Substituting (what we can do) yields exactly our desired Equation 4.
The property in Equation 7 is called the sifting property of the function, because the function “sifts” our signal only to return the value of at a point where the argument of is equal to 0.
In the discrete case, the sifting property was shown in action in Equation 2; there we extracted a single element out of the (possibly infinite) sequence.
What happens if we shift the argument of the discrete-time impulse by 1?
Looking at the discrete time instant , the convolution with an argument-shifted impulse, , yielded , i. e., a sample that was already “known” to us (we are at time so we already observed at time ). That is the concept of a unit delay.
By adjusting the argument shift of and convolving the result with a signal we can obtain an arbitrarily delayed signal. If , we can even obtain “samples from the future”, i. e., . is called the delay length or simply the delay.
The concept of the delay and its application in digital signal processing and audio programming is very profound. Delay is an inherent property of any filter, or more generally, any LTI system. You may have stumbled upon the “Delay effect” as an audio plug-in to a digital audio workstation (DAW); the underlying principle relies on delaying the input signal and possibly adding it to the original. Delaying one channel with respect to the other helps to set up panning based on interaural time difference (ITD). Examples of other applications of the delay, just in the domain of audio effects, include artificial reverberation, comb filter, flanger, chorus, and Karplus-Strong synthesis.
In DSP diagrams, the delay by samples is marked with a box (Figure 2).
Figure 2. Representation of a delay by samples as a functional block in a DSP diagram.
That is because the -transform of is equal to
Notice that Equation 9 could be viewed as an application of the sifting property. From an infinite “stream” of we pick out only the one for which .
Arranging delays in a series
From the associativity property of the convolution, which we derived in one of the previous articles, it can be inferred that arranging delays in a series results in a delay of length equal to the sum of the individual delay lengths. That is because
( only if what results in ).
That means we can stack the delays one after another to increase the delay length (Figure 3).
Figure 3. Appending a delay element to the system results in adding its delay length to the original delay of the system.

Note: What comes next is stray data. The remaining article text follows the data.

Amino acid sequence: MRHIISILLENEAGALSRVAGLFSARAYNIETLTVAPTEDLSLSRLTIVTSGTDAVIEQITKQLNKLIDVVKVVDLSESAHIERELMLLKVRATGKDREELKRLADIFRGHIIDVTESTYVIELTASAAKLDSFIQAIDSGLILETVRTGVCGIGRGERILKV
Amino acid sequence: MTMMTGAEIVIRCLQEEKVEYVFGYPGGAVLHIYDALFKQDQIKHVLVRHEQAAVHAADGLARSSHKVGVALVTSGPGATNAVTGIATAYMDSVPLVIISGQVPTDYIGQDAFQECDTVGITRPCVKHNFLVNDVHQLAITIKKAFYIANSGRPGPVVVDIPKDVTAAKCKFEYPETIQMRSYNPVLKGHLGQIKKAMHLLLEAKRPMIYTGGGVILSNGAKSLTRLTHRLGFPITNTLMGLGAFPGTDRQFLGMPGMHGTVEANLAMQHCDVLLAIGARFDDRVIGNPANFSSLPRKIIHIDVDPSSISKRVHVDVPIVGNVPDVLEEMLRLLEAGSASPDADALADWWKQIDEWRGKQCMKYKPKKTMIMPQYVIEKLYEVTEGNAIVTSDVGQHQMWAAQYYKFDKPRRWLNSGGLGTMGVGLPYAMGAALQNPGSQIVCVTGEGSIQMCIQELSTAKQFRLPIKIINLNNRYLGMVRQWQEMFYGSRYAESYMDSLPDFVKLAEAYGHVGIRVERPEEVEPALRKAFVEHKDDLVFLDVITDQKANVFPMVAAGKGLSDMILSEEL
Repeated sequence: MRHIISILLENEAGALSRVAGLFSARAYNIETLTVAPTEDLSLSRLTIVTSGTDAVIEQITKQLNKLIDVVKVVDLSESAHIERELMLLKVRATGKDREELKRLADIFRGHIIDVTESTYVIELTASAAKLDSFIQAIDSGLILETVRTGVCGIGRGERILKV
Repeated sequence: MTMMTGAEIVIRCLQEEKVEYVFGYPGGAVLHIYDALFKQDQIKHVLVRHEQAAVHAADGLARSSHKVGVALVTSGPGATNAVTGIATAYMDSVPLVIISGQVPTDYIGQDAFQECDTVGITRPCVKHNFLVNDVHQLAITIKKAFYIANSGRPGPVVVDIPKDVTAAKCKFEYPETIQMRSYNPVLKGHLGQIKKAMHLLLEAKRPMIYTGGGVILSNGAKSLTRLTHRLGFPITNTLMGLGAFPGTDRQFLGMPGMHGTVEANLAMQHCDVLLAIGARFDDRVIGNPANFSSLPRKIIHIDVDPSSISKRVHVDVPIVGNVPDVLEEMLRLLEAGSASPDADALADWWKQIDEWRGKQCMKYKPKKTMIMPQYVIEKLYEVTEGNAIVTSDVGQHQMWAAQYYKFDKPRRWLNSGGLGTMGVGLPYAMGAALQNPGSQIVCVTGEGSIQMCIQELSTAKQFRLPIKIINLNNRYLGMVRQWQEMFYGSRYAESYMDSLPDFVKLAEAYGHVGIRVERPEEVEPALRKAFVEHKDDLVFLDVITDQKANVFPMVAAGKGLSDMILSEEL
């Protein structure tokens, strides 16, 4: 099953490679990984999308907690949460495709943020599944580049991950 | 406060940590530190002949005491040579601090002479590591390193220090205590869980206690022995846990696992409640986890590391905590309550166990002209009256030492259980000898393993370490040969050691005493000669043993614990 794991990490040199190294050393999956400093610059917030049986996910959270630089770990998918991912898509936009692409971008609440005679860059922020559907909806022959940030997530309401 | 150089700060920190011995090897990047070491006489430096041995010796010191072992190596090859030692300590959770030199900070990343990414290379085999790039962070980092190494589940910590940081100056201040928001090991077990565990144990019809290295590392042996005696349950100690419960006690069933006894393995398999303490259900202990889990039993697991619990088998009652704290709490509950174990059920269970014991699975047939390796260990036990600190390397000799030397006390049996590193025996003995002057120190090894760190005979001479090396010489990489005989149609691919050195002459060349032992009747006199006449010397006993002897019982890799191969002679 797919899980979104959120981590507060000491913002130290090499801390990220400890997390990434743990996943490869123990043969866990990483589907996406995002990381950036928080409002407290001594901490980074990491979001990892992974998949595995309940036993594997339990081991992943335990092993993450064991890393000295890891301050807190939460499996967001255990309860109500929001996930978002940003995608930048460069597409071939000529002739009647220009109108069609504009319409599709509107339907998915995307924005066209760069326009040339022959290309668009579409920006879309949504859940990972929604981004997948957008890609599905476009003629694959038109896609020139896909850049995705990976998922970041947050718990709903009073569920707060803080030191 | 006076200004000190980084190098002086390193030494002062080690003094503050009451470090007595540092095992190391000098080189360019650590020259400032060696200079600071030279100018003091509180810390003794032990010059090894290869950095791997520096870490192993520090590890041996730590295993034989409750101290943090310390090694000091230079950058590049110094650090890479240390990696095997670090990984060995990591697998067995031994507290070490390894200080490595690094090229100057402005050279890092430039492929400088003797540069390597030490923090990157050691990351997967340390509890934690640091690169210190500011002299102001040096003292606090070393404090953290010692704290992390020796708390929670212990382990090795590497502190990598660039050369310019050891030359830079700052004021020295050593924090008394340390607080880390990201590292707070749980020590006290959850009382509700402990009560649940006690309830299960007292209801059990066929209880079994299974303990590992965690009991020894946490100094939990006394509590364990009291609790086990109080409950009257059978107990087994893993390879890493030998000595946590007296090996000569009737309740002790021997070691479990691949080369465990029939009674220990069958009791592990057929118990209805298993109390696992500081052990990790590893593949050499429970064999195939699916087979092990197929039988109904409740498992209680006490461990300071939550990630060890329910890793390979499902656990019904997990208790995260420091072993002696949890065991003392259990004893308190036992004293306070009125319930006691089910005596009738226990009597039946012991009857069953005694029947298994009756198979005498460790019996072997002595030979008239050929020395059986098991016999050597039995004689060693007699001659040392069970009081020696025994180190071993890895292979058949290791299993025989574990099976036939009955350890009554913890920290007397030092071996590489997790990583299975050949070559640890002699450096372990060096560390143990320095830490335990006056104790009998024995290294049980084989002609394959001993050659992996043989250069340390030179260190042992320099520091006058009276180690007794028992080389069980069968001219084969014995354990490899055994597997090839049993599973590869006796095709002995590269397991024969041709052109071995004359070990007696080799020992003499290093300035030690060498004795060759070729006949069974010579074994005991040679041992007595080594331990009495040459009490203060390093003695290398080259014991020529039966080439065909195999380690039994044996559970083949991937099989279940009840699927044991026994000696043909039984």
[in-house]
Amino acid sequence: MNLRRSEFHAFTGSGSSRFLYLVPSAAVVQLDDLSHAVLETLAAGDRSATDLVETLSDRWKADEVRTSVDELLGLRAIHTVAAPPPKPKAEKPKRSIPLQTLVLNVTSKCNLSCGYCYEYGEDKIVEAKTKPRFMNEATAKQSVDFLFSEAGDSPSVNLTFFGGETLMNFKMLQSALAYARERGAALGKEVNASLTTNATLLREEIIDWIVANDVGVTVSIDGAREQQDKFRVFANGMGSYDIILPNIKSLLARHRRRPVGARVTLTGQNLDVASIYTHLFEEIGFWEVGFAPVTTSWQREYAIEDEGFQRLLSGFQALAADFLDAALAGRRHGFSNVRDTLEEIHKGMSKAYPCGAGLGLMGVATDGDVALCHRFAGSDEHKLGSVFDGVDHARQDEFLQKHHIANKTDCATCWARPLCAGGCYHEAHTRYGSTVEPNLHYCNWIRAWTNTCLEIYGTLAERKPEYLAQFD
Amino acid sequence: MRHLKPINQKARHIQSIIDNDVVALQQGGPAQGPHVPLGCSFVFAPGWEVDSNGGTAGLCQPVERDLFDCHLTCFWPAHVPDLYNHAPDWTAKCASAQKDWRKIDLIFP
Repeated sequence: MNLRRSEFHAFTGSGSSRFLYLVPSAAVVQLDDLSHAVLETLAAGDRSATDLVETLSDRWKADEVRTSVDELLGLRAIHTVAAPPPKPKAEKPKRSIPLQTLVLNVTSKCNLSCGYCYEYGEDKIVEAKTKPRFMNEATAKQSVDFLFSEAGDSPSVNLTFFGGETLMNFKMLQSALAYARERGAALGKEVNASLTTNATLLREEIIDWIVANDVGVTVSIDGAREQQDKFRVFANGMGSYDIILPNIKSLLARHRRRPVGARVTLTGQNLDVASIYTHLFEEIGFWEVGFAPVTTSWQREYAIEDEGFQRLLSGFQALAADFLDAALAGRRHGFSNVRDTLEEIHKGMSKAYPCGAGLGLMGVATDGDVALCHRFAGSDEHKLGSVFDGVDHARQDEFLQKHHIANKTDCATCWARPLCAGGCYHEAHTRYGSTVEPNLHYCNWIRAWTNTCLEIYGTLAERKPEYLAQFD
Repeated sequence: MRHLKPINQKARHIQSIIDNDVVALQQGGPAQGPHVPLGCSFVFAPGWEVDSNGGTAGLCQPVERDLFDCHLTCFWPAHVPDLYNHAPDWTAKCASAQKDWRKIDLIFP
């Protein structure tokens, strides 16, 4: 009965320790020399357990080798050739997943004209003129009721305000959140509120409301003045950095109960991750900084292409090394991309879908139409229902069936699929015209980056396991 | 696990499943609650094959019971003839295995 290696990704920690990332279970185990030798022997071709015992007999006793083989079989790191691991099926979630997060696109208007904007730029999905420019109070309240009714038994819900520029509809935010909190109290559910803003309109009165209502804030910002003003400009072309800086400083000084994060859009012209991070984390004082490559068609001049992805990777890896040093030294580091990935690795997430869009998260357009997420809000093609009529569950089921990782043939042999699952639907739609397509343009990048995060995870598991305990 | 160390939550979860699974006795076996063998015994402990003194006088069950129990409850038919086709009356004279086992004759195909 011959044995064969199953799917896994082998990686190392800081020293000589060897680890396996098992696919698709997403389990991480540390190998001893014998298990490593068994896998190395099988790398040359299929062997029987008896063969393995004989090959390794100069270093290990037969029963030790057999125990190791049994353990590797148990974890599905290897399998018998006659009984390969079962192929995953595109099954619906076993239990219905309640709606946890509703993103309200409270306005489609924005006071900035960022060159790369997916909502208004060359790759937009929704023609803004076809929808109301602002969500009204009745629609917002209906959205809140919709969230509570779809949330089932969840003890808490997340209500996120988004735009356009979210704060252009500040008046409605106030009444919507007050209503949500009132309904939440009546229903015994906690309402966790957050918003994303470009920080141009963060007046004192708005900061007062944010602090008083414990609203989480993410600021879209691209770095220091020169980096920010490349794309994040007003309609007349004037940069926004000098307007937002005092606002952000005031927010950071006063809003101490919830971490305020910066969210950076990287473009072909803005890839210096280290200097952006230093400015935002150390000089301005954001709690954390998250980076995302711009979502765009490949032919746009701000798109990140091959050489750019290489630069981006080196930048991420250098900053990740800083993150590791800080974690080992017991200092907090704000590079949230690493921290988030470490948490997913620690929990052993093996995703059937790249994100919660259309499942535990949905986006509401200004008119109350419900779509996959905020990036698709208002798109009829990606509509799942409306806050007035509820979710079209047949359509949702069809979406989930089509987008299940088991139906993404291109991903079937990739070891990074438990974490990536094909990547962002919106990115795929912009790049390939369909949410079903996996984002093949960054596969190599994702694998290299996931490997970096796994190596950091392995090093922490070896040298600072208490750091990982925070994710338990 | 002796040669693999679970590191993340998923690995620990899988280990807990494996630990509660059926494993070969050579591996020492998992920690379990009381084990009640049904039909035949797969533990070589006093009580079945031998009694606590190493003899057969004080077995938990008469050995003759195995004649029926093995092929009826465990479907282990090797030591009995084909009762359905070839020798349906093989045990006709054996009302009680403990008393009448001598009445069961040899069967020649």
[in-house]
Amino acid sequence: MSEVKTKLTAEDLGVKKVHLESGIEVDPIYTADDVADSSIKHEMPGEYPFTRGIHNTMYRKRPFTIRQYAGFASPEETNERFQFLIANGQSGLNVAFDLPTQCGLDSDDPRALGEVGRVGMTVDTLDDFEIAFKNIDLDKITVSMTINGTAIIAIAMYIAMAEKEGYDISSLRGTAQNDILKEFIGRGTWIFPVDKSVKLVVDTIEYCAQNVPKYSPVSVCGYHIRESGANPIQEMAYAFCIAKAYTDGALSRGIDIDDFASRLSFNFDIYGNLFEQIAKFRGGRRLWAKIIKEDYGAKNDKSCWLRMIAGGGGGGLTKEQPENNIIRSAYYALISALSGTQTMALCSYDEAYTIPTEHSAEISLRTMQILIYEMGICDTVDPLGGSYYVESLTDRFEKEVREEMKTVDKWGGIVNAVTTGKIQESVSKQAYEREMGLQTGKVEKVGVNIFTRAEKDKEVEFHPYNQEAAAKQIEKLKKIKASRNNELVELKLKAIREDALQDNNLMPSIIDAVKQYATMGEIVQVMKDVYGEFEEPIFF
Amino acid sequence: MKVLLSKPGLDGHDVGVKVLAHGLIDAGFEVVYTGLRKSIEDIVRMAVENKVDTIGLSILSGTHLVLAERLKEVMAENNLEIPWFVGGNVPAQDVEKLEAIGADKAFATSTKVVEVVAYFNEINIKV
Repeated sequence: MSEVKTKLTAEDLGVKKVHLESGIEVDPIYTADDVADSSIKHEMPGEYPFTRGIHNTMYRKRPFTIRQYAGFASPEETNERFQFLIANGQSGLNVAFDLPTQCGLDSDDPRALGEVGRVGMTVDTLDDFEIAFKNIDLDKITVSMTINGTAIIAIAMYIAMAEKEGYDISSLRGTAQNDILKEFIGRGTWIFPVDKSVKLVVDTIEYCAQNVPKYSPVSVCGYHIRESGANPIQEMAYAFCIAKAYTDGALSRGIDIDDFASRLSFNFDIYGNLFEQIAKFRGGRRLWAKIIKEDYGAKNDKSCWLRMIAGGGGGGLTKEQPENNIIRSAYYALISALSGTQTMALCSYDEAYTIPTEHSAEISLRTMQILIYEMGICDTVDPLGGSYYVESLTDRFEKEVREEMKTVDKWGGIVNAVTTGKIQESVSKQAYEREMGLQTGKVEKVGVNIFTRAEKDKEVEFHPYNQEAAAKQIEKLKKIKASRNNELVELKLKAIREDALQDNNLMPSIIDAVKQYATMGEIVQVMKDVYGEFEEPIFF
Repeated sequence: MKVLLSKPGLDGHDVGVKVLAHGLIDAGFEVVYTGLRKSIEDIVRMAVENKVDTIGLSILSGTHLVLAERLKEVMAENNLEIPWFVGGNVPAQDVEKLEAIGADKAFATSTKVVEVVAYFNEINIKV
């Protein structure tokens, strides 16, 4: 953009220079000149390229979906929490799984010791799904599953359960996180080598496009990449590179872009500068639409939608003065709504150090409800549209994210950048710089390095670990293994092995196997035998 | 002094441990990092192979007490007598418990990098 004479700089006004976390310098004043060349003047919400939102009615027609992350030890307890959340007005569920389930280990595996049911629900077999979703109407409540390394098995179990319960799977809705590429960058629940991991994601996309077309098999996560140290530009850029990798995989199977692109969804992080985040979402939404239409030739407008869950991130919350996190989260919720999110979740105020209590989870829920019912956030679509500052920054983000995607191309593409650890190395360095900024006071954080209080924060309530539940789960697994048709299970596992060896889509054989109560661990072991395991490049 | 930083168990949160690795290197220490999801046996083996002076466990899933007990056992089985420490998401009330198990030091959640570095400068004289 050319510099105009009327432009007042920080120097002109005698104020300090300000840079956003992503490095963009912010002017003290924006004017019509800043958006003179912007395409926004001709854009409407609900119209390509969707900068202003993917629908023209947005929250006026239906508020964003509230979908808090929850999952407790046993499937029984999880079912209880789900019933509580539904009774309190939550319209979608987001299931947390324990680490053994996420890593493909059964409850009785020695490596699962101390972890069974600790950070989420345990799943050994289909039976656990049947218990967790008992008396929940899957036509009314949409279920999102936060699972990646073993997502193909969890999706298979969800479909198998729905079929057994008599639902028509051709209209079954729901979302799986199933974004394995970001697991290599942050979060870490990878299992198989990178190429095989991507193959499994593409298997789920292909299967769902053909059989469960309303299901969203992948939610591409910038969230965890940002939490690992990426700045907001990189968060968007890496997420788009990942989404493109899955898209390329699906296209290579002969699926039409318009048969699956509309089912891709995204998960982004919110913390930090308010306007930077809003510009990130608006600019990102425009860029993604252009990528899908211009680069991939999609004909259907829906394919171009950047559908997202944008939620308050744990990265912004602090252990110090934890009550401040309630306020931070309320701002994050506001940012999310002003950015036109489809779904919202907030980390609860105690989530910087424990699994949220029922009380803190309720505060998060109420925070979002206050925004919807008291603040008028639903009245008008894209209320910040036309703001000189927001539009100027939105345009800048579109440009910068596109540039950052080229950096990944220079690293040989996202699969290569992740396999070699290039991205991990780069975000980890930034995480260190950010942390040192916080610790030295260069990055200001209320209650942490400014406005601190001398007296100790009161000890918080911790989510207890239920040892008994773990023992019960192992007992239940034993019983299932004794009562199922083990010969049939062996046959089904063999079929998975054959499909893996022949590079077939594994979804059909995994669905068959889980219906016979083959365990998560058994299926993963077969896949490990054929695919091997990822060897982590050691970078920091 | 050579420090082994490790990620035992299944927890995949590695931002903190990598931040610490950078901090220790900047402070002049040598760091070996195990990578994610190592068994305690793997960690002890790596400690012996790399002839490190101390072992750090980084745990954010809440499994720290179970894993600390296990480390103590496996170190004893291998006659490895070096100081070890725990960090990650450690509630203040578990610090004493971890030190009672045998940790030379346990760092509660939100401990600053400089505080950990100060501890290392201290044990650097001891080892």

Unsurprisingly, the notation in Figure 3 results directly from the convolution property of the -transform, which we discussed in the previous article
What is a signal, really?
Let’s recap once again the convolutional sum of Equation 2 [2, Eq. 2.5]
Let’s evaluate it for a few conrete values of .
As the value of changes, the corresponsing shift of the delta argument must change as well to make equal to 0 and produce a single result . We could think of this change of as a change of the delay length.
Let’s now assume that starts at 0, i. e., . Writing down the sum in Equation 12 explicitly yields 
Can you see the beauty of it? already contains all possible samples of the sequence ; we just need to delay it properly to receive the desired sample. In other words, any discrete-time signal is a convolutional sum, a weighted sum of delayed impulses. Fixing index to some concrete value sets the delay length accordingly so as to return the signal value for that particular .
In this article we examined the identity element of the convolution, i. e., for the discrete convolution (Equation 3) and for the continuous convolution (Equation 5). The former is much more easily tractable mathemathically .
We introduced the sifting property of the delta impulse and interpreted it as the delay in the context of digital signal processing.
Finally, we looked at a discrete-time signal as a weighted sum of delayed impulses.
 I.N. Bronshtein et. al. Handbook of Mathematics, 5th Edition, Springer, 2007.
 A. V. Oppenheim, R. W. Schafer Discrete-Time Signal Processing, 3rd Edition, Pearson, 2010.
 I. Goodfellow, Y. Bengio, A. Courville Deep learning, MIT Press, 2016, https://www.deeplearningbook.org/.
 M. Schäfer Simulation of Distributed Parameter Systems by Transfer Function Models Ph.D. dissertation, Friedrich-Alexander-Universität Erlangen-Nürnberg (FAU), 2020.